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  1. null (Ed.)
    Logical connectives and their implications on the meaning of a natural language sentence are a fundamental aspect of understanding. In this paper, we investigate whether visual question answering (VQA) systems trained to answer a question about an image, are able to answer the logical composition of multiple such questions. When put under this Lens of Logic, state-of-the-art VQA models have difficulty in correctly answering these logically composed questions. We construct an augmentation of the VQA dataset as a benchmark, with questions containing logical compositions and linguistic transformations (negation, disjunction, conjunction, and antonyms). We propose our Lens of Logic (LOL) model which uses question-attention and logic-attention to understand logical connectives in the question, and a novel Fréchet-Compatibility Loss, which ensures that the answers of the component questions and the composed question are consistent with the inferred logical operation. Our model shows substantial improvement in learning logical compositions while retaining performance on VQA. We suggest this work as a move towards robustness by embedding logical connectives in visual understanding. 
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  2. null (Ed.)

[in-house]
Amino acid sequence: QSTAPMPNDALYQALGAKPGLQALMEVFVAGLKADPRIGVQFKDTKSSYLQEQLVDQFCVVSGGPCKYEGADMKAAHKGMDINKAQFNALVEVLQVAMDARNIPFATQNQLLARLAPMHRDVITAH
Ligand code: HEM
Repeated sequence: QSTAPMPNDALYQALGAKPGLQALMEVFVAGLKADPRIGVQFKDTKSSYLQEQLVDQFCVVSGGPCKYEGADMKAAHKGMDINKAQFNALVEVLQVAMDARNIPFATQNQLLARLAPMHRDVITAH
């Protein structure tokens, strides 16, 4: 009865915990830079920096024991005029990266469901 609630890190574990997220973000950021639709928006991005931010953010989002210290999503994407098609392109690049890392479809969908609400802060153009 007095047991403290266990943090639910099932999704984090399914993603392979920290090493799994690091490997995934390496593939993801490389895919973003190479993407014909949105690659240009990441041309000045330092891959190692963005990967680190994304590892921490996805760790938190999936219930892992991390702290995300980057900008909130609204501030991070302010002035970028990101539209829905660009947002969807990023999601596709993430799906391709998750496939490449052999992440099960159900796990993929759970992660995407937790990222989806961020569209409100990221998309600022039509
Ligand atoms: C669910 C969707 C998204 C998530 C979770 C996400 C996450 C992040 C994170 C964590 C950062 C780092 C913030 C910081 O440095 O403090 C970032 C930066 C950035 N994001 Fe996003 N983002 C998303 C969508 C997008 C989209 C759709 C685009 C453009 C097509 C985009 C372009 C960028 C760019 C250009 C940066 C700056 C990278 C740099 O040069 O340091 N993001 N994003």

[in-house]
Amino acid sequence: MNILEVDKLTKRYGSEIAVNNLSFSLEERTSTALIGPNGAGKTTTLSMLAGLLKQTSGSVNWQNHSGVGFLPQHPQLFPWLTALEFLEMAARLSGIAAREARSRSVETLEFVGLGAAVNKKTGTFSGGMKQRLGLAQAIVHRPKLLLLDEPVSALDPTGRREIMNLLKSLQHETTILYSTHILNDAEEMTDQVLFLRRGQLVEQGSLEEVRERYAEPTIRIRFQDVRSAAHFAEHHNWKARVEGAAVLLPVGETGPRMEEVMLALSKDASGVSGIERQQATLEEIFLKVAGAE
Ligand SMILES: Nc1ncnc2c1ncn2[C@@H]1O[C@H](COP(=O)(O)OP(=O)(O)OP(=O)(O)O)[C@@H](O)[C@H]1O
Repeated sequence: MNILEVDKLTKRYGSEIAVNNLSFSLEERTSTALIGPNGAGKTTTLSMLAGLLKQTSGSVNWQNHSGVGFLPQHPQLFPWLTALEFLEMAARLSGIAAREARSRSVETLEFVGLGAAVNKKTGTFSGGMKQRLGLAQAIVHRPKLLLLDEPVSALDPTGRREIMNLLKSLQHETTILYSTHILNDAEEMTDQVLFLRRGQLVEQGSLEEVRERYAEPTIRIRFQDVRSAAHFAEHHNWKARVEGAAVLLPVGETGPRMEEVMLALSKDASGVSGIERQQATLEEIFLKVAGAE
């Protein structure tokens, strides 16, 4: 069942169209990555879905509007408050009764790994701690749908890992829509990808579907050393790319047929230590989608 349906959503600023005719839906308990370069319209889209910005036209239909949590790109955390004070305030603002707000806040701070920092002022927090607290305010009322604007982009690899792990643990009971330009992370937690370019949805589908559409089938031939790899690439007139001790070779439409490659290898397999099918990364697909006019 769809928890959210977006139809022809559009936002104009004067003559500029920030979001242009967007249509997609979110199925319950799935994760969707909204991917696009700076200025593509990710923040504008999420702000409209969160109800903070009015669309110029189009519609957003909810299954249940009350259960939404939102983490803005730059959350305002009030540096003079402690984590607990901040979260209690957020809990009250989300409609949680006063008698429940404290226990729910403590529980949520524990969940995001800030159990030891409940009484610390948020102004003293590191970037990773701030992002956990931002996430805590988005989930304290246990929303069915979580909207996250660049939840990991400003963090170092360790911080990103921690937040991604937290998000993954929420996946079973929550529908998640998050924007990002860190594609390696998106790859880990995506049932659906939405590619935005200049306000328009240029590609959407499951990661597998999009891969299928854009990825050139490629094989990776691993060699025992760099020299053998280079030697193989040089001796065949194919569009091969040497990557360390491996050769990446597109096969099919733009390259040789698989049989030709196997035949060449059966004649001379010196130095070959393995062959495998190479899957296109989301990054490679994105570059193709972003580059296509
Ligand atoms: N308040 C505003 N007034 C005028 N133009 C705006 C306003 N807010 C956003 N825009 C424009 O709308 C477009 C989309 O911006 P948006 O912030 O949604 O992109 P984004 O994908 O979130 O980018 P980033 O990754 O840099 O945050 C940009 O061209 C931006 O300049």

Growing applications of generative models have led to new threats such as malicious personation and digital copyright infringement. One solution to these threats is model attribution, i.e., the identification of user-end models where the contents under question are generated. Existing studies showed empirical feasibility of attribution through a centralized classifier trained on all existing user-end models. However, this approach is not scalable in a reality where the number of models ever grows. Neither does it provide an attributability guarantee. To this end, this paper studies decentralized attribution, which relies on binary classifiers associated with each user-end model. Each binary classifier is parameterized by a user-specific key and distinguishes its associated model distribution from the authentic data distribution. We develop sufficient conditions of the keys that guarantee an attributability lower bound. Our method is validated on MNIST, CelebA, and FFHQ datasets. We also examine the trade-off between generation quality and robustness of attribution against adversarial post-processes. 
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